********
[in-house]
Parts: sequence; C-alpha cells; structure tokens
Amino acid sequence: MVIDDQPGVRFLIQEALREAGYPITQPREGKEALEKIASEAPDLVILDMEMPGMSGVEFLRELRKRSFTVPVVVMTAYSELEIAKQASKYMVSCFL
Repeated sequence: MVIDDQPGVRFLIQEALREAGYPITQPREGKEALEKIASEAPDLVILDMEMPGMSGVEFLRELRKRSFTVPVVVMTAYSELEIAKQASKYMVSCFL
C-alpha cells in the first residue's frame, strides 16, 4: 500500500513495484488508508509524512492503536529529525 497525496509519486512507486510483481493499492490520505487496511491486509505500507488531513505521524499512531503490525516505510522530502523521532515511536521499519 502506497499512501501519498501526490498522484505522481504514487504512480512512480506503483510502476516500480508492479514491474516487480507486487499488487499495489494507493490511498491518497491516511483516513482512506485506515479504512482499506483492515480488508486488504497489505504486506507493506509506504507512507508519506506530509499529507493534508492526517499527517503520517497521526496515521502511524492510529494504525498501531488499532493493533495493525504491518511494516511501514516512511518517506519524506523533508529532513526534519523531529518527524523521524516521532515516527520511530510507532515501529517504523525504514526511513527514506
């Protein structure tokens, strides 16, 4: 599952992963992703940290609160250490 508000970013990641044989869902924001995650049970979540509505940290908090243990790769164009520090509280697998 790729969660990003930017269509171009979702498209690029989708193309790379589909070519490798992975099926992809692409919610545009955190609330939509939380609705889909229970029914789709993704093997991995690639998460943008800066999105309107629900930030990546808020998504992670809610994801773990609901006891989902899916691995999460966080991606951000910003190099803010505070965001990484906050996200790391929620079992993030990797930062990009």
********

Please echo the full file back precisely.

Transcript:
[in-house]
Parts: sequence; C-alpha cells; structure tokens
Amino acid sequence: MVIDDQPGVRFLIQEALREAGYPITQPREGKEALEKIASEAPDLVILDMEMPGMSGVEFLRELRKRSFTVPVVVMTAYSELEIAKQASKYMVSCFL
Repeated sequence: MVIDDQPGVRFLIQEALREAGYPITQPREGKEALEKIASEAPDLVILDMEMPGMSGVEFLRELRKRSFTVPVVVMTAYSELEIAKQASKYMVSCFL
C-alpha cells in the first residue's frame, strides 16, 4: 500500500513495484488508508509524512492503536529529525 497525496509519486512507486510483481493499492490520505487496511491486509505500507488531513505521524499512531503490525516505510522530502523521532515511536521499519 502506497499512501501519498501526490498522484505522481504514487504512480512512480506503483510502476516500480508492479514491474516487480507486487499488487499495489494507493490511498491518497491516511483516513482512506485506515479504512482499506483492515480488508486488504497489505504486506507493506509506504507512507508519506506530509499529507493534508492526517499527517503520517497521526496515521502511524492510529494504525498501531488499532493493533495493525504491518511494516511501514516512511518517506519524506523533508529532513526534519523531529518527524523521524516521532515516527520511530510507532515501529517504523525504514526511513527514506
């Protein structure tokens, strides 16, 4: 599952992963992703940290609160250490 508000970013990641044989869902924001995650049970979540509505940290908090243990790769164009520090509280697998 790729969660990003930017269509171009979702498209690029989708193309790379589909070519490798992975099926992809692409919610545009955190609330939509939380609705889909229970029914789709993704093997991995690639998460943008800066999105309107629900930030990546808020998504992670809610994801773990609901006891989902899916691995999460966080991606951000910003190099803010505070965001990484906050996200790391929620079992993030990797930062990009």